CAIRO (AFP) – Egyptian dissident and Nobel laureate Mohamed ElBaradei said he would run for president if true democratic reforms were implemented, the official MENA news agency reported on Thursday.
“When the candidacy applications are open, I have the intention to run,” ElBaradei said during an interview on the private satellite channel ON TV, MENA said.
But “if there is no real democratic system where people will be represented in the presidency and in parliament, then I will not be part of the decor and I will remain a political activist,” he said.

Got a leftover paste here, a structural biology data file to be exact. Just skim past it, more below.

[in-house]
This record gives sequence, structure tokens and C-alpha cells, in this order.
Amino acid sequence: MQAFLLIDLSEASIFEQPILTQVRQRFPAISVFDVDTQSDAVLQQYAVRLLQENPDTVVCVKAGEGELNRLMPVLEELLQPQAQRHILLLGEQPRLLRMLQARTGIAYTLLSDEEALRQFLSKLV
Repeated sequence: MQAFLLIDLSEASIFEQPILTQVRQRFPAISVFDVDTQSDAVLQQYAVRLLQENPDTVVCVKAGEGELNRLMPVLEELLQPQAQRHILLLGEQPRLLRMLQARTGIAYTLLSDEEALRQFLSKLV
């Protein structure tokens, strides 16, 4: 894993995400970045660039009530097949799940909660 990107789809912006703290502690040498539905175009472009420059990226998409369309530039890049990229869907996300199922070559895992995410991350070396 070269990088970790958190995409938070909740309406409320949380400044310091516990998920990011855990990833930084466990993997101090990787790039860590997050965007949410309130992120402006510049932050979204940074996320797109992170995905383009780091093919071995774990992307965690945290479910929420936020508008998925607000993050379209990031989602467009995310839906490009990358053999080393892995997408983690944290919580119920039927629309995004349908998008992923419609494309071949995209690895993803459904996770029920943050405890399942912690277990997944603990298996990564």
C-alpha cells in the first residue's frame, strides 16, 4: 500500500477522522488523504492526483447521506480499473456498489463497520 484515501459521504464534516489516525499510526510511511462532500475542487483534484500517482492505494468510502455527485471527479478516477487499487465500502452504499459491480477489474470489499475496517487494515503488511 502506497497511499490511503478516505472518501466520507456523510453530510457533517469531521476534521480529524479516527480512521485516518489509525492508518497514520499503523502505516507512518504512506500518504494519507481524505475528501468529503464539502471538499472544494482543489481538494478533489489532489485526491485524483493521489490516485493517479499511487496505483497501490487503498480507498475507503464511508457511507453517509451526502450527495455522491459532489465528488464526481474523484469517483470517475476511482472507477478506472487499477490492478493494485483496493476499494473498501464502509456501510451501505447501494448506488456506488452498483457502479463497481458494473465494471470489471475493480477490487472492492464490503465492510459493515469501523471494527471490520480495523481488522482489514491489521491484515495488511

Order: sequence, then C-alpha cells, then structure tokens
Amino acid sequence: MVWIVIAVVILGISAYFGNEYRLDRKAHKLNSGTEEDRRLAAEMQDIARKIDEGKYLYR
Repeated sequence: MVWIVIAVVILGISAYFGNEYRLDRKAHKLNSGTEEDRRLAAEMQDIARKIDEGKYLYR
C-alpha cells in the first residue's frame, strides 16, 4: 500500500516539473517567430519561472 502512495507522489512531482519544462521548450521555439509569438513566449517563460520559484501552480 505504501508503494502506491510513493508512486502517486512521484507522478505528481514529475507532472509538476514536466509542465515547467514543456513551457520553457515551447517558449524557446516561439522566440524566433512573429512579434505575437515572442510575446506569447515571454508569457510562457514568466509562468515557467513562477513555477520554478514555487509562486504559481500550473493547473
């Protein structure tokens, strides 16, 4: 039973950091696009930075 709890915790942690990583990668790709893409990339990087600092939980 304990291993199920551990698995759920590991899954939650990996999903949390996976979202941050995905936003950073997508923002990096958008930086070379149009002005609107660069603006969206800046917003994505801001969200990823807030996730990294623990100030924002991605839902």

ElBaradei, a former UN nuclear watchdog chief, also said he would be voting “no” in an upcoming referendum on constitutional amendments, calling instead for its postponement, or a new constitution altogether.
The military council which has ruled Egypt since president Hosni Mubarak was forced to step down in a popular uprising, formed a panel to pilot constitutional changes.
Egyptians are due to vote on the amendments on March 19.
The proposed changes will limit presidential terms to two and reduce them to four years. They will also ease restrictions on presidential candidates.
But ElBaradei said Egypt needs a constitutional assembly to write up a new democratic constitution.
“If we adopt these amendments, it would mean holding legislative polls within two months, and 80 percent of Egyptians, or the silent majority, won’t have the chance to participate in a real parliamentary election,” he said.
ElBaradei has repeatedly said polls should not be held until at least a year from now.